Posts from 2nd August 2005

Aug 05

Worm Humus & Carrot Sandwiches

Proven By SciencePost a comment • 301 views

A standard Tuesday afternoon discussion of the correct spelling of humous (humus/hummus/houmous…) threw up this gastronomic delight. Worm Humus. Like standard, or even low-fat humus, worm humus is described as “grow media” and furthermore as “natures flavour enhancer”. Num num…

When Possibly Interesting Programmes Go “Meh”

Do You SeePost a comment • 183 views

The new aI-qa3da on bbc2, whilst “timely” and an interesting counterpoint to the power of nightmares from 6 months ago, is a dreadfully flawed programme on a number of levels:

1. the first programme on “j!had on the interweb” featured so much half@rsed ignorance about how the web works (eg. “so these websites are hosted on your messageboard?”) that it made me almost as annoyed at the presenter/writer bloke as at the people who were running the messageboards. You’d think someone with more than a year to come up with a programme might have taken at least a bit of time to understand how these things work.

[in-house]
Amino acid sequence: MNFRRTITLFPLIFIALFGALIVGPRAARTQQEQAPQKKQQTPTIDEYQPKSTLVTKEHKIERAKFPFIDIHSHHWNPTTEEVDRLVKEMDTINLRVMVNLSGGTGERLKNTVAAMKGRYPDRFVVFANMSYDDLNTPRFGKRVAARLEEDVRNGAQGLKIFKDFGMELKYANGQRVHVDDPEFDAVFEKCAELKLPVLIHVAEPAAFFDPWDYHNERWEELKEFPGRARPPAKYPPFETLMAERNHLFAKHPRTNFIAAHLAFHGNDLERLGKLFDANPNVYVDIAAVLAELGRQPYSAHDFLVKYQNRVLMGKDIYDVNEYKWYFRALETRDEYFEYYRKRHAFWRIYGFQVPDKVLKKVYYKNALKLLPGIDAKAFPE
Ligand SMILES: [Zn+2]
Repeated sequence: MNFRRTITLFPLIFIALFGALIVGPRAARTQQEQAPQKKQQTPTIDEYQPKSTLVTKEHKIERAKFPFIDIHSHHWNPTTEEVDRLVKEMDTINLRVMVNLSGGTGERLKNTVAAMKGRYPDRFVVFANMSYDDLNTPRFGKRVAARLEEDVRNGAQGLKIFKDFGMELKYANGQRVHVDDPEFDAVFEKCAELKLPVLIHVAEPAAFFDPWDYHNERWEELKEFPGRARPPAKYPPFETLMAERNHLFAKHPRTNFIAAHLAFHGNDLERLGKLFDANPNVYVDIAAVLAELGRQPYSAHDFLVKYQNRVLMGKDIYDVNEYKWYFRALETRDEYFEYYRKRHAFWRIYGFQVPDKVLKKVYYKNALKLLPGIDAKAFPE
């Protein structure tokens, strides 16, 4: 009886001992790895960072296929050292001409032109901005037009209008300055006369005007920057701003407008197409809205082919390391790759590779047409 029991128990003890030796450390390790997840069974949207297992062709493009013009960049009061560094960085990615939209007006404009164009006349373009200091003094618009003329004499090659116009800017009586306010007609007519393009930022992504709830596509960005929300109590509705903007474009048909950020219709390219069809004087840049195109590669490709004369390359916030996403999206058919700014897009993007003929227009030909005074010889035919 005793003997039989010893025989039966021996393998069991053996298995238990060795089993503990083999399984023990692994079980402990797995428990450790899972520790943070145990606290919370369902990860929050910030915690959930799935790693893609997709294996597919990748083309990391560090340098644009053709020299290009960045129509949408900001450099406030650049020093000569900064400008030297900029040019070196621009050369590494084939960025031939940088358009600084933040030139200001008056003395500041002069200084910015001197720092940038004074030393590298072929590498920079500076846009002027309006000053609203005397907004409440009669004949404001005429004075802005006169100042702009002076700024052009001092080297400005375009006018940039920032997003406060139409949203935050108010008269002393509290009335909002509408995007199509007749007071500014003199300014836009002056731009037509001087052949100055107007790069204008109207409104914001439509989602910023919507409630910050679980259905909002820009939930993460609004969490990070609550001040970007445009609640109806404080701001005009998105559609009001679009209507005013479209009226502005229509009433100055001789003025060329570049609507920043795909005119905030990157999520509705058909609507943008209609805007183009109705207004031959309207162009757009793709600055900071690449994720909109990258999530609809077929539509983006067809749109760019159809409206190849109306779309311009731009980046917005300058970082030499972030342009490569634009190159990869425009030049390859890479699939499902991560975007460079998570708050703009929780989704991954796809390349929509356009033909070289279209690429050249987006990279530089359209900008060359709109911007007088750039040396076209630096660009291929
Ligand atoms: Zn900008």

2. the reconstructions are APPALLING and half the time I couldn’t tell whether the people being interviewed were actors replacing people in fear for their life, or real people (actors are not real people, thank you ;)), the interviews seemed so stilted and staged.

3. the decision to use GEEZAH COCKERNEES for the voiceovers of Moroccan gangsters/t3rr0rists, which turned most of last night’s programme into “eurotrash: the desparate sh!t and misery episode”, to the point where, about 15 minutes later, having switched over and seeing the Bloo Acticlean advert which features a rather stern, london-accented toilet (just go with me on this one, OK), Meg and I both thought “we shall not buy this product, as it is MADE BY T3RR0RISTS!!”

4. the presenter/writer bloke is so SMUG. His entire point in making the films seems to have been “haha, the power of nightmares was WRONG and you were all SAPS for believing it”, despite the fact that his arguments don’t really add up even within the polemic of the programme.

The Power of Nightmares was so persuasive because, at its heart, it was bloody well-made television and used the medium to its fullest, whereas this is basically a guardian weekend article looking into a camera…

Oh, So You Use A Pseudonym For Your Genre Fiction

The Brown WedgePost a comment • 309 views